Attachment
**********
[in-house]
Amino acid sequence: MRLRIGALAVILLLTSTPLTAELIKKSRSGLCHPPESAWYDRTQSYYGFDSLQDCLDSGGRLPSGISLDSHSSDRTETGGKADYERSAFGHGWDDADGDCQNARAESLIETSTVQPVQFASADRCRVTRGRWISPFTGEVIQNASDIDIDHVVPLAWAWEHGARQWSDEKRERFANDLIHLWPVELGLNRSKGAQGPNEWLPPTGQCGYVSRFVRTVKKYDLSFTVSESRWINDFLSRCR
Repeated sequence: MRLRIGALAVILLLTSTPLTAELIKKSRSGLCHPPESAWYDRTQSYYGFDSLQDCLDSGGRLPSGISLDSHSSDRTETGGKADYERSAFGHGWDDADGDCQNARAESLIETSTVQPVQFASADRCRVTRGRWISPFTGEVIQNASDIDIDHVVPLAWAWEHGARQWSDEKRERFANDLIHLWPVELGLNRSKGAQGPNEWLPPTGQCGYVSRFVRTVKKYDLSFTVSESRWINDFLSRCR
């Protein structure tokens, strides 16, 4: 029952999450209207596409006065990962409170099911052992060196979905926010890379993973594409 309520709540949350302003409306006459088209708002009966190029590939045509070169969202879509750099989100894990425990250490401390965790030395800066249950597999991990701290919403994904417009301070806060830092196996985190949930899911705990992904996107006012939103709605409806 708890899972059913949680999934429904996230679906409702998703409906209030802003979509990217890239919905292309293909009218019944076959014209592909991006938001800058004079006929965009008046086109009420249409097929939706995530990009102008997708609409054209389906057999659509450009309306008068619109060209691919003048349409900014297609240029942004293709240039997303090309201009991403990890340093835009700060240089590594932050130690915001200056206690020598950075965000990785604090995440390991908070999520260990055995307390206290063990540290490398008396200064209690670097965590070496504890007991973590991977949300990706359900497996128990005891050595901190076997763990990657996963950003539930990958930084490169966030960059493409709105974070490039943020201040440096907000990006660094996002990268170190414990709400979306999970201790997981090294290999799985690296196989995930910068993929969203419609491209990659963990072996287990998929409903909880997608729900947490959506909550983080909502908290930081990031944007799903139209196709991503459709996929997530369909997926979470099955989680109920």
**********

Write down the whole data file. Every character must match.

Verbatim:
[in-house]
Amino acid sequence: MRLRIGALAVILLLTSTPLTAELIKKSRSGLCHPPESAWYDRTQSYYGFDSLQDCLDSGGRLPSGISLDSHSSDRTETGGKADYERSAFGHGWDDADGDCQNARAESLIETSTVQPVQFASADRCRVTRGRWISPFTGEVIQNASDIDIDHVVPLAWAWEHGARQWSDEKRERFANDLIHLWPVELGLNRSKGAQGPNEWLPPTGQCGYVSRFVRTVKKYDLSFTVSESRWINDFLSRCR
Repeated sequence: MRLRIGALAVILLLTSTPLTAELIKKSRSGLCHPPESAWYDRTQSYYGFDSLQDCLDSGGRLPSGISLDSHSSDRTETGGKADYERSAFGHGWDDADGDCQNARAESLIETSTVQPVQFASADRCRVTRGRWISPFTGEVIQNASDIDIDHVVPLAWAWEHGARQWSDEKRERFANDLIHLWPVELGLNRSKGAQGPNEWLPPTGQCGYVSRFVRTVKKYDLSFTVSESRWINDFLSRCR
């Protein structure tokens, strides 16, 4: 029952999450209207596409006065990962409170099911052992060196979905926010890379993973594409 309520709540949350302003409306006459088209708002009966190029590939045509070169969202879509750099989100894990425990250490401390965790030395800066249950597999991990701290919403994904417009301070806060830092196996985190949930899911705990992904996107006012939103709605409806 708890899972059913949680999934429904996230679906409702998703409906209030802003979509990217890239919905292309293909009218019944076959014209592909991006938001800058004079006929965009008046086109009420249409097929939706995530990009102008997708609409054209389906057999659509450009309306008068619109060209691919003048349409900014297609240029942004293709240039997303090309201009991403990890340093835009700060240089590594932050130690915001200056206690020598950075965000990785604090995440390991908070999520260990055995307390206290063990540290490398008396200064209690670097965590070496504890007991973590991977949300990706359900497996128990005891050595901190076997763990990657996963950003539930990958930084490169966030960059493409709105974070490039943020201040440096907000990006660094996002990268170190414990709400979306999970201790997981090294290999799985690296196989995930910068993929969203419609491209990659963990072996287990998929409903909880997608729900947490959506909550983080909502908290930081990031944007799903139209196709991503459709996929997530369909997926979470099955989680109920």